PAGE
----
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Ryobi 18V One+ Power Inflator

Tool Review

by Ryan King

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I travel.

Not a lot.

I can't afford to.

However, I hit the open road whenever feasible. It helps to make life bearable. I'm not much of a homebody and my favorite activity is driving, so, it makes sense for me.

Sometimes I'm on the road for extended periods of time and one of the things I have the most difficulty gaining access to is an air source to adjust the tire pressure on the Cobalt SS/SC.

The modern world isn't like it was when I was growing up. Every gas station had air and water and it was free.

Nowadays, not only is air a challenge to find, but it often costs to use it when it is available.

I'm sorry, that's ridiculous.

After testing the Ryobi 18V One+ Dual Function Inflator/Deflator, I was so impressed, I decided to give their handheld Power Inflator a try.

I wanted to be able to use the Dual Function Inflator/Deflator for trips, but space in the Cobalt is often at a premium and it's just too big to cram into the trunk when I find myself wanderlusting for those extended periods mentioned above.

Thankfully, the Ryobi 18V One+ Power Inflator is just the right size to toss into my old canvas tool bag along with the other essentials I keep with me.

For this test, I decided to try it for the very first time out on the open road while traveling to Glacier National Park. That's one of the toughest drives I go on for my tires, so if it fails me out there, I know for a fact it won't work for my needs.

A quick piece of info about this test: I won't be using it to inflate tires from fully flat like I did for the Dual Function Inflator/Deflator. I'll be limiting its use to topping off tires when they get low.

Without further adieu, here we go!

Assembly Procedure

Boxed Up

Boxed Up

The tool comes from Home Depot just like this. In a box. Without a battery — or a charger for the battery. You'll need to pick one up. I already have two 3.0Ah Lithium+ HP Batteries I purchased when I got the Dual Function Inflator/Deflator. They're not insignificant to buy. The Ryobi 3.0Ah Battery and Compact Fast Charger Starter Kit I bought cost me one Ben Franklin. So, even though this here Power Inflator cost about $25 for me to add it to my tool collection, if that's all you're getting, it'll set you back considerably more. Photo: Ryan King, 2019. Click image to enlarge.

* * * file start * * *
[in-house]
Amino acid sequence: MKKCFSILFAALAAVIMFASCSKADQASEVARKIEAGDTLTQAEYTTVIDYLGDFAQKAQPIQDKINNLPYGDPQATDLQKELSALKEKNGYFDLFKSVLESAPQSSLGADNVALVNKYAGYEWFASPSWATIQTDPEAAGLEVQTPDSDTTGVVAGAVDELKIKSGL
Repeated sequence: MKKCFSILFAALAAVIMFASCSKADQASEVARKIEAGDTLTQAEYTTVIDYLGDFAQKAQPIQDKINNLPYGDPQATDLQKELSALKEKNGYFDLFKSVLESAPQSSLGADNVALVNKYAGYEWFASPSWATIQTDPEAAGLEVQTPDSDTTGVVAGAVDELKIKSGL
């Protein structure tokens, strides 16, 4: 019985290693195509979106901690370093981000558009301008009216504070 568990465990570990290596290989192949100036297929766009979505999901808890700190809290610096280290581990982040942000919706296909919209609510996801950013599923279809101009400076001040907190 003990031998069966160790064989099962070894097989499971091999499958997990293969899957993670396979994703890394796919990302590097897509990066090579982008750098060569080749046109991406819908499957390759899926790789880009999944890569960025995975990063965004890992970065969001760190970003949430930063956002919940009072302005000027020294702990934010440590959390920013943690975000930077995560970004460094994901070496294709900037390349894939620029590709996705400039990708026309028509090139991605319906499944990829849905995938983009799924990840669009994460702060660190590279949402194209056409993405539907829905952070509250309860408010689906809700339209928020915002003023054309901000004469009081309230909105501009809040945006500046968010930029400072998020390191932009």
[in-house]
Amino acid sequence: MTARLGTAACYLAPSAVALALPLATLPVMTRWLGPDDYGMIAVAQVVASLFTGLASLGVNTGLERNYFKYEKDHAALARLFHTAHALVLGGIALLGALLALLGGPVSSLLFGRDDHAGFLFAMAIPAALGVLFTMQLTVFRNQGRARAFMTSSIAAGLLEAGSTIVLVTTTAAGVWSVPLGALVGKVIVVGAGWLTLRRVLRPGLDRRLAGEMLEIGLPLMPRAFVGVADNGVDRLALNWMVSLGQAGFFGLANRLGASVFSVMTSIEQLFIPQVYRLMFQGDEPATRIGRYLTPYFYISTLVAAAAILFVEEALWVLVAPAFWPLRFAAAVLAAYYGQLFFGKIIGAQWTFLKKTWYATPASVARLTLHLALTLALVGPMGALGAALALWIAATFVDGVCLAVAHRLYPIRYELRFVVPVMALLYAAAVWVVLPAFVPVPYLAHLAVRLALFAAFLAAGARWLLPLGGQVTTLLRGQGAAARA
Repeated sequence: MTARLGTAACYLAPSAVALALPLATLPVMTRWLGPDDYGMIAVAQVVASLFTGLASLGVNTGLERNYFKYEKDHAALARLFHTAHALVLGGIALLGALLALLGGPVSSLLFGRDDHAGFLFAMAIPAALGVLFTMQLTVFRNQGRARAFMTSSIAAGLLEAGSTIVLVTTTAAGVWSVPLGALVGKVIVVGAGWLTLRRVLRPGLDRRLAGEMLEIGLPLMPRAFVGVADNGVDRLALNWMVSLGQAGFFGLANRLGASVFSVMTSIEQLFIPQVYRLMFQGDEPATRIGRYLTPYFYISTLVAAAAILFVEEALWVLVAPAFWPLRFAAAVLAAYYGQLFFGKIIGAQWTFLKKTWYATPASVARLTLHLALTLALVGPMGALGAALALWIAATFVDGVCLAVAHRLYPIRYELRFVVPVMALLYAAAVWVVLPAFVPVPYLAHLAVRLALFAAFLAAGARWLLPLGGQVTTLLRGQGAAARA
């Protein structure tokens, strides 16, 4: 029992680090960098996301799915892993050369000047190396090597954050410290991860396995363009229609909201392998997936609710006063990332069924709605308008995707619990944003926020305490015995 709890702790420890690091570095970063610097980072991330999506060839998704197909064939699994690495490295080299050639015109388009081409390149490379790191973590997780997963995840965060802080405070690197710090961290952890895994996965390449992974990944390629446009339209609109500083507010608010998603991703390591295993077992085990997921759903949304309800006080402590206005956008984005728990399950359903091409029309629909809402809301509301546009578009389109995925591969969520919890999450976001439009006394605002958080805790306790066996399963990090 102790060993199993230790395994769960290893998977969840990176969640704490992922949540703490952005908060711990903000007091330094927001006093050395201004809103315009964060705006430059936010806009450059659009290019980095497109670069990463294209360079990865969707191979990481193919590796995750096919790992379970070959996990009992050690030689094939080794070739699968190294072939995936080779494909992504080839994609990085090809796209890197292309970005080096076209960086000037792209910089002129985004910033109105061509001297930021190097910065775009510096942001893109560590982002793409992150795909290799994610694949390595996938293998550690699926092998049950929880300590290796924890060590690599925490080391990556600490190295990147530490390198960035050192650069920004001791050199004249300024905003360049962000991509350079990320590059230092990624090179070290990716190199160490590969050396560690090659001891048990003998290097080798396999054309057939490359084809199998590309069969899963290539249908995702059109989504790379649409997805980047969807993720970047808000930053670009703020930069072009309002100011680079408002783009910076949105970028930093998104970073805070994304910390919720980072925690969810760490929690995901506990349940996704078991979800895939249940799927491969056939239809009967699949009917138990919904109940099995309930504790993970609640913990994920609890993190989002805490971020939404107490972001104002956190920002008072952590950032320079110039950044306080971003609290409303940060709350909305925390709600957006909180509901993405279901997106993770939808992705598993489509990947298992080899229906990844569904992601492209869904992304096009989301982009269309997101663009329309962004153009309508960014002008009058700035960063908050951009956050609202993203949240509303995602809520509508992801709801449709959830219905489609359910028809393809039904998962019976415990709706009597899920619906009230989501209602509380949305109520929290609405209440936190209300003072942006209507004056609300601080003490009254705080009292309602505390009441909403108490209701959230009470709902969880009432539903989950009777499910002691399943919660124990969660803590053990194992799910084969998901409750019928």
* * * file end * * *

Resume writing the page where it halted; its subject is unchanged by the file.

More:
Meet My Little Friend

Meet My Little Friend

This is the Ryobi 18V One+ Power Inflator out of the package. As you can see, it's intended to be handheld and trigger operated, so doesn't have the warning to stay 10-feet away while it is operating like the Dual Function Inflator/Deflator. Photo: Ryan King, 2019. Click image to enlarge.

Installing the Battery

Installing the Battery

Here's where the battery goes. It's pretty self-explanatory. The battery has a clip on either side. Just push the little protrusion into the little hole until both clips engage. Photo: Ryan King, 2019. Click image to enlarge.

The Battery Is In

The Battery Is In

That's all there is to it. The 3.0Ah Lithium+ HP Battery is installed and the Ryobi Power Inflator is ready to go. Watch the trigger, though, it's really responsive. I found myself constantly firing the thing on accident as I handled it. Photo: Ryan King, 2019. Click image to enlarge.

Gauging the Situation

Gauging the Situation

Unlike the Dual Function Inflator/Deflator, the Ryobi 18V One+ Power Inflator rocks a dial gauge, but don't let it fool you. The one I purchased doesn't have anything resembling accuracy. When my $12, 5-year old parts store tire gauge measured 32 psi, the Ryobi measured 38. Also, there's a considerable fluctuation in the reading between active inflation and the inflator at rest of about 2 psi causing me to need to inflate the tires to 42 psi on the gauge under pressure to get enough air in the tires to correct with. Now, to be fair, I'm pretty certain my parts store tire gauge is getting long in the tooth and losing some accuracy, itself. At least based on my ultra-sensitive hand gauge (that's my hand on the steering wheel). From what I can tell, the parts store gauge is off by 2 psi now, measuring 34 when the tire is actually 32. All of that is very subjective and not tested against a certified pressure gauge, but, believe it or not, my seat of the pants testing has proven to be more often than not, fairly accurate — at least in the past. So, I'll be replacing the tire gauge with something more accurate as soon as I can convince myself to spend my non-existent money. Realistically, I need a road gauge and a shop gauge. You know, for my non-existent shop. FYI, I have a lot of non-existent things. It's cheaper that way and it can all be purchased with the non-existent money I keep stashed in a coffee can buried in the backyard of my non-existent house. Photo: Ryan King, 2019. Click image to enlarge.